The artists include some RealTime regulars such as Sarah Rodigari (RT66), Willoh S Weiland (RT88), Lara Thoms (RT76), Jason Maling (RT96) Ingrid Voorendt (RT57), Jennifer Jamieson (RT57) and Michael Yuen (RT66), as well as a few less familiar faces like Rachel Main (Vic), Melody Woodnutt (Qld), Kerry Ann Lee (NZ), Sally Ann McIntyre (NZ) and Joned Suryatmoko (Indonesia).

It’s also worth keeping an eye out for artists who have participated in the Outside Eye development program, run by the Fringe in collaboration with FULL TILT at the Arts Centre and the City of Geelong. This program gives artists 16 hours of one-to-one mentoring with an industry practitioner, the opportunity to attend professional workshops and free space for rehearsal, research and development. This year, the lucky few were Kate Boston Smith, Zoe Robbins, Anne Edmonds, Lisa-Skye Ioannidis, Michael Connell, Linda Beatty, Katrina Rank, Isabel Andrews-Burillo, Sasha Stella, Brodie Maguire, Hoa Pham, Jono Burns, Fregmonto Stokes, Sabrina D’Angelo, Tim Mager, Flynn Hart, Jemma Woolmore, and Justine Makdessi. Melbourne Fringe Festival, Sept 22-Oct 10;

John Meade, Propulsion 2001 (still) John Meade, Propulsion 2001 (still)
photo courtesy of the artist and Sutton Gallery, Melbourne
objects, diagrams and immersion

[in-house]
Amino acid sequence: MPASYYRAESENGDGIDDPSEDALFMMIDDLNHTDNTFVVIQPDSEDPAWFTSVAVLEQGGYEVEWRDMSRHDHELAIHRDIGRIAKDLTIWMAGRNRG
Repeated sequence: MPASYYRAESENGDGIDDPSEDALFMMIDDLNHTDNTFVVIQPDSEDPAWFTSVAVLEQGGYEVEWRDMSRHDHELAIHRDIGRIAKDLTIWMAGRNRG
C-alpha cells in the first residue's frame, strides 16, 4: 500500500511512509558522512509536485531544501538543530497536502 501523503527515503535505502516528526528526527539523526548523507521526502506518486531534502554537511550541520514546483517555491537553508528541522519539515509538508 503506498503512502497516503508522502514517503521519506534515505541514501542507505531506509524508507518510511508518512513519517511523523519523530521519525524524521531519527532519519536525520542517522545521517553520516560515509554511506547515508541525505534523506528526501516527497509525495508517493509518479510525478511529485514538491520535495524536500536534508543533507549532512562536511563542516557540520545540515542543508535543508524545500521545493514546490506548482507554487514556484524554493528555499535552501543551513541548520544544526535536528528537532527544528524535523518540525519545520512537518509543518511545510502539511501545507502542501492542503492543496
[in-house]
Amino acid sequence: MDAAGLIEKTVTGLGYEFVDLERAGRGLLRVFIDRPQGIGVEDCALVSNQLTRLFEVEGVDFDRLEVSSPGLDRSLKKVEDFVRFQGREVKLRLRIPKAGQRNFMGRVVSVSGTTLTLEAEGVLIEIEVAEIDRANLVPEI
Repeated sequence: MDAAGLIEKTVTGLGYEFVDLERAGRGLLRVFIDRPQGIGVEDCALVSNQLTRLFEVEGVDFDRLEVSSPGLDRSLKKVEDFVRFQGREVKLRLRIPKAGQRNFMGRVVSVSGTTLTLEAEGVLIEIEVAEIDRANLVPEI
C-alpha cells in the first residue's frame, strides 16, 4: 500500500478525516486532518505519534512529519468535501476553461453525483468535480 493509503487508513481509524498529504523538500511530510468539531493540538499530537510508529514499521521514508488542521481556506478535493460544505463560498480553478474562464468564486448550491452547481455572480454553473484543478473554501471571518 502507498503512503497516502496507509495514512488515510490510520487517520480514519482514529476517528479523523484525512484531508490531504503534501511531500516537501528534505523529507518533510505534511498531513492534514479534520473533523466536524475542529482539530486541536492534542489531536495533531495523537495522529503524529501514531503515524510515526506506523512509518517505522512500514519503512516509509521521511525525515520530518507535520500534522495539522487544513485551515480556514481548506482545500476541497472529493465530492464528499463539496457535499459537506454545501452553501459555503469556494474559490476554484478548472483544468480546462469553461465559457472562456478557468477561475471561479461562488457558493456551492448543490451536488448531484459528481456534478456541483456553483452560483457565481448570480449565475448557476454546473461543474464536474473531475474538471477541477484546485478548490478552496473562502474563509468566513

Three new exhibitions have just opened at the Perth Institute for Contemporary Arts. First, there is Objects To Live By: The Art of John Meade, featuring works by one of Australia’s leading sculptors (see RT44). Meade’s first major retrospective comprises 17 works ranging in scale from intimate objects on table tops to architecturally scaled wall pieces.

The second exhibition is Love of Diagrams, showing eight contemporary artists investigating “all things diagrammatic.” The artists come from a variety of places—Armando Andrade Tudela (Peru), Bradford Bailey (US/UK), Jose Damasceno (Brazil), Natasha Dusenjko (VIC), Marita Fraser (Australia/Austria), Joyce Hinterding (NSW), Bojan Sarcevic (Bosnia/France) and David Thomson (WA)—and work in a variety of forms including drawing, collage, painting, photography, sculpture, sound art and installation.